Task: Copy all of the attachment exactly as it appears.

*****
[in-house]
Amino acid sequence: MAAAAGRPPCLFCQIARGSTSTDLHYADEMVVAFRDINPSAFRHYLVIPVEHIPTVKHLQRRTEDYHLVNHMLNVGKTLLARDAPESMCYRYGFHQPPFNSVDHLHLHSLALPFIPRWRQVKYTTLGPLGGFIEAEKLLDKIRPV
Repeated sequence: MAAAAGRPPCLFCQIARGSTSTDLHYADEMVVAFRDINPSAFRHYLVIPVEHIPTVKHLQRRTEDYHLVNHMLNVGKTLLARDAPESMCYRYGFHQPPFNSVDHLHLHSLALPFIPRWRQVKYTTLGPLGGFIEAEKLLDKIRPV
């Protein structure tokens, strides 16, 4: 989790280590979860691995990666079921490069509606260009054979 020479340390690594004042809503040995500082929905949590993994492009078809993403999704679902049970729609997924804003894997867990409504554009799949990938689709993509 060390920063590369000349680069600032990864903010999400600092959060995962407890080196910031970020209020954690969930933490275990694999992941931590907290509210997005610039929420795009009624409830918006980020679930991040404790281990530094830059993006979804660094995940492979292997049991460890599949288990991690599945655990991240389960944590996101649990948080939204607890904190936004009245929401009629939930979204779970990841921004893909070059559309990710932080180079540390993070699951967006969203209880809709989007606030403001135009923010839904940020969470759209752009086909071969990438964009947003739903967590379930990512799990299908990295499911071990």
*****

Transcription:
[in-house]
Amino acid sequence: MAAAAGRPPCLFCQIARGSTSTDLHYADEMVVAFRDINPSAFRHYLVIPVEHIPTVKHLQRRTEDYHLVNHMLNVGKTLLARDAPESMCYRYGFHQPPFNSVDHLHLHSLALPFIPRWRQVKYTTLGPLGGFIEAEKLLDKIRPV
Repeated sequence: MAAAAGRPPCLFCQIARGSTSTDLHYADEMVVAFRDINPSAFRHYLVIPVEHIPTVKHLQRRTEDYHLVNHMLNVGKTLLARDAPESMCYRYGFHQPPFNSVDHLHLHSLALPFIPRWRQVKYTTLGPLGGFIEAEKLLDKIRPV
């Protein structure tokens, strides 16, 4: 989790280590979860691995990666079921490069509606260009054979 020479340390690594004042809503040995500082929905949590993994492009078809993403999704679902049970729609997924804003894997867990409504554009799949990938689709993509 060390920063590369000349680069600032990864903010999400600092959060995962407890080196910031970020209020954690969930933490275990694999992941931590907290509210997005610039929420795009009624409830918006980020679930991040404790281990530094830059993006979804660094995940492979292997049991460890599949288990991690599945655990991240389960944590996101649990948080939204607890904190936004009245929401009629939930979204779970990841921004893909070059559309990710932080180079540390993070699951967006969203209880809709989007606030403001135009923010839904940020969470759209752009086909071969990438964009947003739903967590379930990512799990299908990295499911071990």